Our money goes further in the future, giving us an initial reason to invest to spend later. Unless we live at an especially important time.
“At a 5% real rate of return, over 200 years our invested financial resources would be 17,000 times as large. What’s more, because the rate of return on investment exceeds the growth rate, these resources would also be much larger as a proportion of the world economy: if the rate of return is one percentage point larger than the growth rate of the world economy, after 200 years the invested resources would be 7 times as large, when measured as a fraction of the world economy. Other things being equal, greater resources would allow us (or our inheritors) to do much more good. So there seems to be a strong pro tanto reason for impartial and longtermist altruists to invest their resources rather than donating now.” (P. 6)
“Because civilisation has such a long future ahead of it, and because resources grow over time (both in absolute terms, as a fraction of the world economy), there is a strong prima facie case for impartial altruists to invest their resources, passing them on to future people to use philanthropically. However, if we thought that the present time was exceptionally influential— or even the most influential time — this would be a strong counterargument.” (p. 24)
But it seems we should have an exceptionally low prior that we do live in such an especially important time:
“If we don’t go extinct in the next few centuries, then there are plausibly a vast number of people in the future. The Earth will remain habitable for something on the order of a billion years. Even if current population levels reduced to a tenth of what they are today (i.e. to about 1 billion people per century), that would mean that there would be ten thousand trillion people to come. If, as Parfit suggests, we would subsequently take to the stars, that number would get far higher: there are one hundred billion stars in the Milky Way; settling just 0.1% of them with the same population as on Earth would mean that there are a trillion trillion people to come. If we consider also the 8 billion other galaxies that we could access, the numbers get correspondingly higher again.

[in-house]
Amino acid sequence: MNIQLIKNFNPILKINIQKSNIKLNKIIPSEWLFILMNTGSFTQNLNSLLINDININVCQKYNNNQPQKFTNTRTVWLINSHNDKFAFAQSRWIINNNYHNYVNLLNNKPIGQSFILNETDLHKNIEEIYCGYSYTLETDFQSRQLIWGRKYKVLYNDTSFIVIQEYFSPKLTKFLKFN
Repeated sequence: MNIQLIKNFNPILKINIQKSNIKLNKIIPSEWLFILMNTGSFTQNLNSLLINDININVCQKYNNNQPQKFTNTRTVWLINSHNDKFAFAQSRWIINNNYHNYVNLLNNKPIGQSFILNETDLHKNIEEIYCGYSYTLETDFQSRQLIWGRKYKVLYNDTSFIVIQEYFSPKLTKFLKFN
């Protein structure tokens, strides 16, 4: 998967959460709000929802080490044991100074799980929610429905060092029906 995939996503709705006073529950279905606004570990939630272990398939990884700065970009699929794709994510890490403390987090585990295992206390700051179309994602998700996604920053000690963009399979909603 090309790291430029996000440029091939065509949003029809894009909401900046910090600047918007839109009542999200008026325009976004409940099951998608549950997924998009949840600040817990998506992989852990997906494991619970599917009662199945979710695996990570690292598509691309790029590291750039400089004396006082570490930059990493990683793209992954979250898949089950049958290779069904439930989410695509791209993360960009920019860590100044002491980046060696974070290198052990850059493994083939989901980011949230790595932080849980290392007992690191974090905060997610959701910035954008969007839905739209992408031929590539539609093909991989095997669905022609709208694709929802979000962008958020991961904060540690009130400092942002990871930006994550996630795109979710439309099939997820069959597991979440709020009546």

For the purposes of my argument, what matters is not these precise numbers, but that any of them are astronomical. If there are a trillion trillion people to come, then the a priori probability that we are among the million most influential people ever is one in a million trillion. This is about the same probability as dealing a Royal Flush from a well-shuffled pack of cards three times in a row.” (p. 10-11)
In fact, we also have some reasons to think that people in the future will do a better job than we can with the resources we send them:
“As a general matter, people in the future, who we could pass our resources to, will plausibly be far smarter and more informed than even the most brilliant minds of today: they may be the beneficiaries of enhancement technologies, more powerful intelligence-augmenting tools like computers and artificial intelligence, better educational methods and better nutrition. And they will very likely have a radically larger edifice of scientific knowledge to base their decisions on, with decades or centuries of further moral progress, including on the very particular question of how best to use resources to make the world better.” (p. 18)
William MacAskill (2021) Are we living at the hinge of history? Ethics and Existence: The Legacy of Derek Parfit Oxford University Press, edited by Jeff McMahan, Tim Campbell, James Goodrich, and Ketan Ramakrishnan.
Quotes are from the working paper.